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Article
Publication date: 28 November 2022

Jiekuan Zhang and Yan Zhang

Although extensive studies have examined the link between tourism and carbon emissions, the impact of tourism on carbon emissions remains controversial. In contrast to…

Abstract

Purpose

Although extensive studies have examined the link between tourism and carbon emissions, the impact of tourism on carbon emissions remains controversial. In contrast to prior studies, this study aims to investigate the effects of tourism on carbon emissions at the city level and the underlying moderating mechanism.

Design/methodology/approach

This study designs an econometric model drawing on panel data for 313 city-level regions in China from 2001 to 2019. This study also performs rigorous robustness tests to support the regression results. In addition, the temporal and spatial heterogeneity is analyzed based on which this study discusses the moderators of the effects of tourism on carbon emissions.

Findings

The results show that both tourist arrivals and tourism revenue significantly impact carbon emissions. Also, there exists a significant temporal and spatial heterogeneity of these effects. Economic development significantly enhances while green technology and tertiary industry development suppress the positive relationship between tourism and carbon emissions. Moreover, regarding the impact on carbon emissions, an explicit substitution exists between tourism and tertiary industry development.

Originality/value

For the first time, this study quantitatively estimates the moderators of tourism’s impact on carbon emissions and concludes the moderating effects of economic growth, technological progress and industrial structure, thus furthering the theoretical understanding of the heterogeneity of tourism’s association with carbon emissions. The study also fills a technical gap in previous studies by demonstrating the reliability of the findings through various robustness tests. This is also the first empirical study to systematically examine the relationship between tourism and carbon emissions in China.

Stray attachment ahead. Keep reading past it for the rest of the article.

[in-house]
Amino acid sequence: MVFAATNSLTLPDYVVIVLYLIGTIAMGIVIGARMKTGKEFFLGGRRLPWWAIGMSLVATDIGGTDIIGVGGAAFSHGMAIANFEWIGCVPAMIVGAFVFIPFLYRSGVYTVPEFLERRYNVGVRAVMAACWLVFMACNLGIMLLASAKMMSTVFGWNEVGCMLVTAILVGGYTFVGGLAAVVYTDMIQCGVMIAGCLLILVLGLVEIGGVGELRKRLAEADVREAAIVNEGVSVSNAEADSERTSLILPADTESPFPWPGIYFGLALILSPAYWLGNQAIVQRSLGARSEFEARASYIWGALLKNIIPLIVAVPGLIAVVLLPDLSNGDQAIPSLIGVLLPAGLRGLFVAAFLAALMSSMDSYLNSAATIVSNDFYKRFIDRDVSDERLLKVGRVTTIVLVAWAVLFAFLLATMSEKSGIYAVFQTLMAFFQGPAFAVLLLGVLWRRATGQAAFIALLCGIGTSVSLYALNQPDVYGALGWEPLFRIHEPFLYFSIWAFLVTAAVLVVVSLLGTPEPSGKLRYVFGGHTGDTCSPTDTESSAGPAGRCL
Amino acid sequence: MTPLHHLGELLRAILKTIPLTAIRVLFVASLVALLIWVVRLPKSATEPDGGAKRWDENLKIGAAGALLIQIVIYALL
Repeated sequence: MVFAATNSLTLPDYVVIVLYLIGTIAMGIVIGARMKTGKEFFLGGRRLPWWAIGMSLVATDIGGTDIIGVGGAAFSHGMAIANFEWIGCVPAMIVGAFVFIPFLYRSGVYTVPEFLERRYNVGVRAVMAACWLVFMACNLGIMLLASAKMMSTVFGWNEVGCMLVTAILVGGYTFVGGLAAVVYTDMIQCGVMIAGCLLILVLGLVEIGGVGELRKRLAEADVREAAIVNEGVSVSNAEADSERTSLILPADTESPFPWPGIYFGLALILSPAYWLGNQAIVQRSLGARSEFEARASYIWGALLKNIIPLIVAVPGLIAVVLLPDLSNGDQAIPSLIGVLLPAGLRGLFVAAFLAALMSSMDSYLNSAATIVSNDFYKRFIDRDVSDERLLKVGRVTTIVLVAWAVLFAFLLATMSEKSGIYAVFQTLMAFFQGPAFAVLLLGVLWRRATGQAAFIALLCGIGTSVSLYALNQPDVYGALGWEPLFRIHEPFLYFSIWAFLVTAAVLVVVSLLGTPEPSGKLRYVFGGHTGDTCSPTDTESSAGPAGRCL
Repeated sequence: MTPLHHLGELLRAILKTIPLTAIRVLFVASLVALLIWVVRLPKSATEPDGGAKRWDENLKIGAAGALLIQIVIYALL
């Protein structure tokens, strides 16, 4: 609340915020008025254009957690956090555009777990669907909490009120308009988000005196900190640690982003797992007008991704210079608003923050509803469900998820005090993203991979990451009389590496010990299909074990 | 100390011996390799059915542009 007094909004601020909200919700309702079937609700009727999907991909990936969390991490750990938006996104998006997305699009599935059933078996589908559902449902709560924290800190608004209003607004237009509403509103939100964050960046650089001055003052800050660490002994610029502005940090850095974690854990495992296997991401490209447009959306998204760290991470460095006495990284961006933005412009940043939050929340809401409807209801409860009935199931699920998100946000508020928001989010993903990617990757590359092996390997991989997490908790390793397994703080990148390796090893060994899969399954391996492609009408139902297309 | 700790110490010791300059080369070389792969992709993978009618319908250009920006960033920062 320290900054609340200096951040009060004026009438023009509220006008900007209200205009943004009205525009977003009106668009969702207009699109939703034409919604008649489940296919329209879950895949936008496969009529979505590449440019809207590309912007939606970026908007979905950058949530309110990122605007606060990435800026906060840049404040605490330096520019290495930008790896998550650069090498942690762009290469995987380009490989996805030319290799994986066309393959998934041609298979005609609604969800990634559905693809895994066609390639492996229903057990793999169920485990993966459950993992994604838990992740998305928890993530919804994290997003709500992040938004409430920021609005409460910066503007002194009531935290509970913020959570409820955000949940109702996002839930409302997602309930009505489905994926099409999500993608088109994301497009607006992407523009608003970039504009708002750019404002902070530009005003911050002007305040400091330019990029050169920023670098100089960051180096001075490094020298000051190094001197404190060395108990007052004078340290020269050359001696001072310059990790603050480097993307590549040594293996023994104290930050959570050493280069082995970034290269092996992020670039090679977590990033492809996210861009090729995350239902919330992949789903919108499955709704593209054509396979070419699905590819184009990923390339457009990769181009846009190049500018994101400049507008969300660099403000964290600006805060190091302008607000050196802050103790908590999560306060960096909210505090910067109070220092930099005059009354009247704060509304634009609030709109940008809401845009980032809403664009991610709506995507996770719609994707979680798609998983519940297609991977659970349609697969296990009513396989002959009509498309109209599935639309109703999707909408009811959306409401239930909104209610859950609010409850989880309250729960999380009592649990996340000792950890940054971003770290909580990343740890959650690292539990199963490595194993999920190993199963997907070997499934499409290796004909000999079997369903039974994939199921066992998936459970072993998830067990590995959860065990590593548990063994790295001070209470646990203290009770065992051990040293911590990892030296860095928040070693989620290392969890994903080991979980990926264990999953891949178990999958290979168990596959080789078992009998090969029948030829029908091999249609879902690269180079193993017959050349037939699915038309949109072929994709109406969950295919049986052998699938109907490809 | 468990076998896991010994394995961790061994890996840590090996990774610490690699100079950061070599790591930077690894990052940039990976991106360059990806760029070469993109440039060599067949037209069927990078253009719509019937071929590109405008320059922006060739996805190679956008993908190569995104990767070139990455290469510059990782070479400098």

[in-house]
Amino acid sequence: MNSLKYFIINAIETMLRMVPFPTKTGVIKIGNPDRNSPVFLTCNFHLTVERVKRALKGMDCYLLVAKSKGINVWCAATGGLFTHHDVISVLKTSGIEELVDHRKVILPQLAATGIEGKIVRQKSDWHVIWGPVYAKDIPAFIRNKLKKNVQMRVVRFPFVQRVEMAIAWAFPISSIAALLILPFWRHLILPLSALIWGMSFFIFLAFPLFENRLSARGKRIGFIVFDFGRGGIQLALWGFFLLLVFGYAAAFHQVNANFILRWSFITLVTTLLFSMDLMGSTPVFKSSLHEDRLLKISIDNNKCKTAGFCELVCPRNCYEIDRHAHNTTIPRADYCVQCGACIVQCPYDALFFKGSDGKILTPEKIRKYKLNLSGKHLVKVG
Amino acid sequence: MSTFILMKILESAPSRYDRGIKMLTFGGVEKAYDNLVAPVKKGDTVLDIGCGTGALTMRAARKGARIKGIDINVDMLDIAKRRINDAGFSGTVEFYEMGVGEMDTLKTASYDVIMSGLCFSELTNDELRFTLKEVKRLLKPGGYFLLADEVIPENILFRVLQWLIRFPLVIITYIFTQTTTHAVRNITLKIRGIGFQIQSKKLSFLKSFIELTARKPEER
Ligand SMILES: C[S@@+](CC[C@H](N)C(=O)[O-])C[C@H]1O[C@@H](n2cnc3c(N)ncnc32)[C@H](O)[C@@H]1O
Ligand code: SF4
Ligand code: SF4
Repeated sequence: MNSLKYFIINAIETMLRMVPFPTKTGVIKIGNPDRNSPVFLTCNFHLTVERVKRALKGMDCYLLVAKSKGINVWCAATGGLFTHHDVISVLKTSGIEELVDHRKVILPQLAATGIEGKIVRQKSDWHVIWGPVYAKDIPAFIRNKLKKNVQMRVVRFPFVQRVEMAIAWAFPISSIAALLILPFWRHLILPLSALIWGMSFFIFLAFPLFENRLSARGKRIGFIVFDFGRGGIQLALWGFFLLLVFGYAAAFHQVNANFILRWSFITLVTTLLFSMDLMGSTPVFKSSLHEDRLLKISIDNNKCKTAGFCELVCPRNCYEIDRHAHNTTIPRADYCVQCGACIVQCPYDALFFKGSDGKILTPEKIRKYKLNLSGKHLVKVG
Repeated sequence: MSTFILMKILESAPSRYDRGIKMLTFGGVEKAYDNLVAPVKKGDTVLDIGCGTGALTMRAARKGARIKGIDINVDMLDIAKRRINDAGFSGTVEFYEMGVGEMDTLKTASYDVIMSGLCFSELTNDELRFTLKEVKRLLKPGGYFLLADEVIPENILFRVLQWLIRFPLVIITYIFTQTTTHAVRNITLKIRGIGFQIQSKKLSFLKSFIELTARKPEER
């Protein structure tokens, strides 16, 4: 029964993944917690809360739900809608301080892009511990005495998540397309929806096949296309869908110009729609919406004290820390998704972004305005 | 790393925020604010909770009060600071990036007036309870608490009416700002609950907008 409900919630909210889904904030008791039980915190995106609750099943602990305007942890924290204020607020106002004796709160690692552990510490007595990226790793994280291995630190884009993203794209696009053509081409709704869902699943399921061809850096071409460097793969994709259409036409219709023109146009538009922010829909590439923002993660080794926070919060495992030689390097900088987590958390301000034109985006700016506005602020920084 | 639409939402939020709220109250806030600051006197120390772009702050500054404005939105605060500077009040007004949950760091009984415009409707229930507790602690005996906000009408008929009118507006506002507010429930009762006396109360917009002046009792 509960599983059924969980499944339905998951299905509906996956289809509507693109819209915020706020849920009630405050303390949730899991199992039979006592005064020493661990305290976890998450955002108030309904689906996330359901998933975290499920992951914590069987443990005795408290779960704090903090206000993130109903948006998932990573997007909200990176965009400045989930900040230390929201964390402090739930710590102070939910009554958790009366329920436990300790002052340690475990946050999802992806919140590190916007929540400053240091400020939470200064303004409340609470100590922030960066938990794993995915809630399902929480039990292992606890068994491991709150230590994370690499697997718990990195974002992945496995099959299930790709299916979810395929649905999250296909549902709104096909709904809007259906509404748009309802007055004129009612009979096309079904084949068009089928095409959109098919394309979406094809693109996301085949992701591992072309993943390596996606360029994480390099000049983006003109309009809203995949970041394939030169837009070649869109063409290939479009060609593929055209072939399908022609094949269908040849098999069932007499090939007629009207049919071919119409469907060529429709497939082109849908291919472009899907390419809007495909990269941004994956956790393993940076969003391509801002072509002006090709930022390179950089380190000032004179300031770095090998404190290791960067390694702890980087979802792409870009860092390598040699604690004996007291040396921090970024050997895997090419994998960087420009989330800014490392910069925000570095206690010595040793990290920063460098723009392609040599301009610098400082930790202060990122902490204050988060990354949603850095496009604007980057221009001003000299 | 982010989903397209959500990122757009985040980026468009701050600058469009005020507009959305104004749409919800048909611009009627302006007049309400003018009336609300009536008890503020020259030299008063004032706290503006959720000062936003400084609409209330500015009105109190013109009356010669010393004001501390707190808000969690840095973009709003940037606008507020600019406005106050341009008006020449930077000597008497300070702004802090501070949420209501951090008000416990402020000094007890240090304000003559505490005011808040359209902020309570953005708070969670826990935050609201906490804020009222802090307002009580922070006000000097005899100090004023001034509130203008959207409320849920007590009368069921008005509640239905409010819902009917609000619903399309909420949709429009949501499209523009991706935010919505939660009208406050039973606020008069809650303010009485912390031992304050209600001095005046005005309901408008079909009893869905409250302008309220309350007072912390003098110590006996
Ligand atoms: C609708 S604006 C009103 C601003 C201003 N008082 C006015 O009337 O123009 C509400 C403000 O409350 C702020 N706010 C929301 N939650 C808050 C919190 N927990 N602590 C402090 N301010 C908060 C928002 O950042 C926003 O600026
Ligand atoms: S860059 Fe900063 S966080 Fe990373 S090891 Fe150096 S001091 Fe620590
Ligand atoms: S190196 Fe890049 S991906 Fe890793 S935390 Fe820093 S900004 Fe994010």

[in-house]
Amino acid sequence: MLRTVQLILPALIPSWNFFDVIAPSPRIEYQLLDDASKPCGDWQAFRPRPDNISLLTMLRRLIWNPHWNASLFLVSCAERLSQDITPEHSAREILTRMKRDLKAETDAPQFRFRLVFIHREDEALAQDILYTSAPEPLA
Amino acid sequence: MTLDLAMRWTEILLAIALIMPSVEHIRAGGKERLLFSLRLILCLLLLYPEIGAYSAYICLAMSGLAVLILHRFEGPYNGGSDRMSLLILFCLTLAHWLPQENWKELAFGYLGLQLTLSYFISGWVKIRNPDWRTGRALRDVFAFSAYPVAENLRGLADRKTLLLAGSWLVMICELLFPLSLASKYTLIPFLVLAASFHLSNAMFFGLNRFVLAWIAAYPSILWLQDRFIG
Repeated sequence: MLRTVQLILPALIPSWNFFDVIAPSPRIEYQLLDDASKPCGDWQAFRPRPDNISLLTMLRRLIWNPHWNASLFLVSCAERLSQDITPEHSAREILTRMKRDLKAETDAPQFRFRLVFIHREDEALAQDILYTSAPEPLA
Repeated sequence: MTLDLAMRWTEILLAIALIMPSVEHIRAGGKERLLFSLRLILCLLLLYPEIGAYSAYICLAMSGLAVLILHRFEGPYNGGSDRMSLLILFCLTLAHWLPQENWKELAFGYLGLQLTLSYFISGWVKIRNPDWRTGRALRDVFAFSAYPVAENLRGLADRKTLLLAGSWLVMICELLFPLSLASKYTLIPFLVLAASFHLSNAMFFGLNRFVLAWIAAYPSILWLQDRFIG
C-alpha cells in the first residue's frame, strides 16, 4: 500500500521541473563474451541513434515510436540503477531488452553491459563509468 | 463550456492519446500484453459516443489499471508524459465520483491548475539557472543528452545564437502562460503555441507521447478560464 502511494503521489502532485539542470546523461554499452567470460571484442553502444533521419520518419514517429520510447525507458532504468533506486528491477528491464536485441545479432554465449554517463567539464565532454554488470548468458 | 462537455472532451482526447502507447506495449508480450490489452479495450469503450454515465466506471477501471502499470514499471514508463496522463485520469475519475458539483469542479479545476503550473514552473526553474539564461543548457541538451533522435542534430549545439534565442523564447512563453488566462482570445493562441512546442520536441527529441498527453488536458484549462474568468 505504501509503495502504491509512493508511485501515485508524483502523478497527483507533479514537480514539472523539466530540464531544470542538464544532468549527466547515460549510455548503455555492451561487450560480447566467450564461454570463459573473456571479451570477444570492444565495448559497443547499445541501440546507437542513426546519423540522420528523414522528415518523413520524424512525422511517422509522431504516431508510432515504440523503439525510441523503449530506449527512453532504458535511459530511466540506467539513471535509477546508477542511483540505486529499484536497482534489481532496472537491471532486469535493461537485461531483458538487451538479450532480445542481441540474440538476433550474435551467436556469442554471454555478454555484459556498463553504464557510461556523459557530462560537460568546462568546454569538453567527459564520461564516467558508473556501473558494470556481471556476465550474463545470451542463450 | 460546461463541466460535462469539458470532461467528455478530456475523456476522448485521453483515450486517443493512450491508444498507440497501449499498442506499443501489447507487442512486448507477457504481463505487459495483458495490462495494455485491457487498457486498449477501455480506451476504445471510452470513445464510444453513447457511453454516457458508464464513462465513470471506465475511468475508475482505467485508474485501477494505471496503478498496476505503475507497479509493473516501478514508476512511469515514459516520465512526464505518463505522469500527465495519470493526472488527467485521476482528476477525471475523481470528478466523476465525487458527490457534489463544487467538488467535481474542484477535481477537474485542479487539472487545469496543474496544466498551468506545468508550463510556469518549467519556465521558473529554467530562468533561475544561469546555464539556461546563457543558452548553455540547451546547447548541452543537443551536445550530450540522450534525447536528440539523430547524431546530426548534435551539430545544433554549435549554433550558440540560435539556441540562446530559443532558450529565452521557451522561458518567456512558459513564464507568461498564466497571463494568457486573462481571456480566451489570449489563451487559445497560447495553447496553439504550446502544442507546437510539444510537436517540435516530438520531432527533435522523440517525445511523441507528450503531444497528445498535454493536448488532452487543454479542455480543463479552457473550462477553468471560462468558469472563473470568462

目的

尽管已经有大量的研究考察了旅游和碳排放之间的联系, 但旅游对碳排放的影响仍有争议。与之前的研究相比, 本研究旨在研究城市层面上旅游业对碳排放的影响以及潜在的调节机制。

设计/方法/途径

本研究基于2001-2019年中国313个城市层面的面板数据, 设计了一个计量经济学模型。本研究还进行了各种严格的稳健性检验以支持基准回归结果。本研究还分析了时空异质性, 并在此基础上讨论了旅游对碳排放影响的调节因素。

发现

研究结果显示, 旅游者人次和旅游收入都对碳排放有明显影响。同时, 这些影响存在明显的时间和空间异质性。经济发展明显增强但是绿色技术和第三产业发展抑制了旅游业与碳排放之间的正向关系。此外, 旅游业和第三产业发展在对碳排放的影响方面存在显著的替代关系。

原创性/价值

本研究首次定量估计了旅游业对碳排放影响的调节因素, 并总结出经济增长、技术进步和产业结构的调节作用, 从而进一步推动了对旅游业与碳排放关联的异质性的理论认识。文章还填补了以往研究的技术空白, 通过各种稳健性检验证明了研究结果的可靠性。本研究还是第一个系统地研究中国旅游业与碳排放关系的实证研究。

Diseño/metodología/enfoque

Este estudio diseña un modelo econométrico basado en datos de panel para 313 regiones a nivel de ciudad en China desde 2001 hasta 2019. Este estudio también aplica rigurosas pruebas de robustez para apoyar los resultados de la regresión. Además, se analiza la heterogeneidad temporal y espacial en base a la cual este estudio discute los moderadores efectos del turismo en las emisiones de carbono.

Objetivo

Aunque numerosos estudios han examinado la relación entre el turismo y las emisiones de carbono, su impacto sigue siendo controvertido. A diferencia de los estudios anteriores, este estudio pretende investigar los efectos del turismo en las emisiones de carbono a nivel de ciudad y el mecanismo moderador subyacente.

Conclusiones